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The Women We Are / Shirin Bahramirad

Sunday 10 March 2013, by admin

All the versions of this article: [English] [français]

FeministSchool: The following article is Shirin Bahramirad’s speech delivered at Amnesty International Exhibition Titled ‘Keep Iran’s Heart Beating’ on 8 March 2013, Miesbach:

I would like to tell you tonight how women issues in Iran might not be as black and white as it appears and how a kind of balance is preserved between how we manage to get part of our rights and how the government maintains its grip upon us.

But let me begin with a story.

In Iran, the right to travel abroad, work, study, divorce and keep the custody of children belong to men. Many women remain unaware of such legal restrictions until they face it and don’t know there might be legal ways for bypassing them. Through the efforts of feminist groups my husband and I had learnt we could add certain conditions to our marriage certificate to prevent this but didn’t know the exact wording. Hence, we contacted two prominent feminist activists, Noushin Ahmadi Khorasani, who later became one of my dearest friends, and Shadi Sadr. They sent us some texts showing the required wording. However, this was not sufficient and the conditions were also needed to be written and officially signed at a registrar’s office to be accountable in court. This is because these rights are not considered natural and the groom has to transfer them to the bride for a specific time period (50 years in our case). The registrar and wedding official were trying to advise Bavand against it. This was the first effect of feminist activism on my very personal life and I became engaged in their activism since then.

For the International Day for the Elimination of Violence Against Women (Nov. 25th 2010) Noushin suggested we make bookmarks for which I was to take some pictures. Noushin wanted images of different types of people, young or old, male or female, religious or secular, traditional or modern who would write a sentence on their palm in protest to such violence. She wanted to show how people, despite their different backgrounds, could support the cause. And the photographs was supposed to portray ordinary people, not celebrities or prominent figures.

I have a huge family which gets together every other week in my grandmother’s house. There are about 40 of us which makes a strange crowd: we are close in spirit but so different in character. That night, as everyone were chatting I realised it was a very good opportunity to take the pictures. I explained my intentions to my cousins, aunts, uncles and my parents and asked their permission. My parents and two of my elder cousins volunteered. One of my aunties wanted her little boys’ picture taken, so he grows believing in what he was once advocating. I led them one by one to a corner of the house where my husband wrote sentences on their palm and I took their pictures showing their palm to the world. Everyone gathered around us saying, ‘Stand like this, hold your palm like that, wear your scarf, don’t wear your scarf’, etc. and the night went on. You can see some of the pictures here.

One of the images which found its way to feminists websites and a book cover, belongs to Sara, today 33. Her father is a fundamentalist and used to force her to wake up for the morning prayers. He did not allow her to go to university for one year because the university was in another city. She was eager to have her image on the bookmarks to go against her father. She is working now, I’m sure she doesn’t say her prayers anymore and reads feminist books and articles.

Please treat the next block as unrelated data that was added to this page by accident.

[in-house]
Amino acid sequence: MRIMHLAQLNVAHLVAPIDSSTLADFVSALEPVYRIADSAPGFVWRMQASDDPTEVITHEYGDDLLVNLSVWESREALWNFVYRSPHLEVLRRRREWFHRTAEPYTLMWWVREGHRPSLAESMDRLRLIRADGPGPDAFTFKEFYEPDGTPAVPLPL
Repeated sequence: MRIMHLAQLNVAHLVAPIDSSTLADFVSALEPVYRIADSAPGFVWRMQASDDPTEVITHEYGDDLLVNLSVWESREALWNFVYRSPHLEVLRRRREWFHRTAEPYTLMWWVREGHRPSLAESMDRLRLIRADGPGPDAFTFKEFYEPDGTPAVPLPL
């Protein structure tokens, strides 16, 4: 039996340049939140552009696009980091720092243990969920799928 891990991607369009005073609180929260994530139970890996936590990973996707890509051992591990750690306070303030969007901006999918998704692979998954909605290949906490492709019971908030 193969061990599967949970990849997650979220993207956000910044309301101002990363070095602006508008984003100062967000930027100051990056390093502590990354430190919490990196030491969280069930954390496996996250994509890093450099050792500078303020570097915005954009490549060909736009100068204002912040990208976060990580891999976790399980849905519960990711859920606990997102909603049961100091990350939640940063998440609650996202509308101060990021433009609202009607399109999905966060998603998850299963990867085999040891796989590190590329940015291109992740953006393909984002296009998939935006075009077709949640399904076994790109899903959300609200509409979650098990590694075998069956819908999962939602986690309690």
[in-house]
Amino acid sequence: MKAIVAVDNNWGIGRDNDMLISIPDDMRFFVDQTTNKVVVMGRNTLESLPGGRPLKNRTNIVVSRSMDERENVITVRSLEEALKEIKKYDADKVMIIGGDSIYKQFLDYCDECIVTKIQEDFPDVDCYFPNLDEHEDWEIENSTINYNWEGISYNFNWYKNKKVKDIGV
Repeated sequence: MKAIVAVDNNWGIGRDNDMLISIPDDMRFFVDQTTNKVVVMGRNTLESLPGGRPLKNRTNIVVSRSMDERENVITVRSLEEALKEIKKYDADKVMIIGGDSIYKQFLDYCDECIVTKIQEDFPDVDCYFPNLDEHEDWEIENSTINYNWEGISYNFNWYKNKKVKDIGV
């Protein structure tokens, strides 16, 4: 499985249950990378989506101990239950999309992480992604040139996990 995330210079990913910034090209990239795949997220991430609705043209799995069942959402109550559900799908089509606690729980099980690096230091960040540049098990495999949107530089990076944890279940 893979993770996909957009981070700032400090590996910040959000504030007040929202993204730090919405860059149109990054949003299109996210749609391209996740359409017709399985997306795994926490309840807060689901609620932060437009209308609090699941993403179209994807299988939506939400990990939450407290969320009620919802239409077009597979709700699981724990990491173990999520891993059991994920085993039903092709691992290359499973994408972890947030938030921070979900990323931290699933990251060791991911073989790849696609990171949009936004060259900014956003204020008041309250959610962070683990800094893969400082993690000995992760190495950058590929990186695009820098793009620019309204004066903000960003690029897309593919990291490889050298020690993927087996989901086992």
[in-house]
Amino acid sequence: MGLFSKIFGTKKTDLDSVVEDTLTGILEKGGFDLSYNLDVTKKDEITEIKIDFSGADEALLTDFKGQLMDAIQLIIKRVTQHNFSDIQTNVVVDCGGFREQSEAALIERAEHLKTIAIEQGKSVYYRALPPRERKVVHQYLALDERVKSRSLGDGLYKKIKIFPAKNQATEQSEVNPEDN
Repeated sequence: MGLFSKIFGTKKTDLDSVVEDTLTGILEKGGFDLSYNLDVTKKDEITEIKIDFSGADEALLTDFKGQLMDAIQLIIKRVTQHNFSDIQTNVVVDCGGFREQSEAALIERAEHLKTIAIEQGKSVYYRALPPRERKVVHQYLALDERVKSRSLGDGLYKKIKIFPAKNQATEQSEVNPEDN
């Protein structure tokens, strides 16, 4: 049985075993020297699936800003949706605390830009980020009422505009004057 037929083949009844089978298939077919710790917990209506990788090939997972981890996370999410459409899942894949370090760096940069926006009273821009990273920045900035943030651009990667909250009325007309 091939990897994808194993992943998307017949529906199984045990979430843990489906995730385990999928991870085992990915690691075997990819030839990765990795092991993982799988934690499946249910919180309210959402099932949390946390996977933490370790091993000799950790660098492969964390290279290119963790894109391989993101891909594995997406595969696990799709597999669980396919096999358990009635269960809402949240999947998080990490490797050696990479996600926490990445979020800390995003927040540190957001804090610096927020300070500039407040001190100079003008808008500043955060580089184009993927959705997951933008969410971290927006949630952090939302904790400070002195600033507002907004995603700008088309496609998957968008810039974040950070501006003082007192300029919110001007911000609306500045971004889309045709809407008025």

Another image belongs to my mum: she was always religious. Before the revolution, she was banned from school for months because she refused to remove her headscarf at school. Her father didn’t allow her and my other aunt to go to university because it was not considered appropriate for girls. By the time she was 30, she had me and both of my sisters. She went to university the same year as I did. She currently runs a children’s shelter taking care of 15 boys and has adopted two of them.

Another one of these palms belongs to Ali, 24, who just got married to his girlfriend, which could not have happened in a similar family twenty years ago. The bride joked that the bookmark will be hung on the wall for him to see for the rest of their life.

As you see, changes have happened and are still happening, but this has not been a straightforward process. Family, governmental institutions and activists have played their role. There is a history to this which I try to review.

About two years after the Iranian revolution in 1979, Iran-Iraq war began. The Islamic republic government had already made hijab compulsory for women. The Cultural Revolution was underway, ‘cleansing’ universities of westernised students and professors. The university was and still is the origin of most political oppositions. Universities were completely shut down for two years. After that, students were filtered by a selection committee set up in each and every university. Women of course were not so welcome. They could fail the committee for reasons such as ‘bad hijab’. They were also prohibited to enter many programmes considered unfit for women. Boys and girls were not allowed to talk to each other and their relationship would be restricted to exchanging class notes in the corridors. However, women’s presence in university increased highly under the new regime and they soon outnumbered men.

Sex segregation and restrictions for women were not any better at schools or in the streets. The morality police was everywhere and would arrest women who did not cover their hair properly. Mixed family parties were held with much caution so that revolutionary guards would not find out.

Feminist groups in this period were not active in the public realm. The new Islamic government had executed so many members of political parties which played a role in the revolution that nobody dared to hold a public political gathering. Women’s groups consisted mostly of private circles. Their most remarkable activity was organizing an event each year on March 8th at a member’s house. Some monthly meetings were also held, varying from film sessions to book readings or discussions on feminist ideas. Some of the most well-known speakers included Shirin Ebadi, Mansoureh Ettehadieh and Mehrangiz Kar.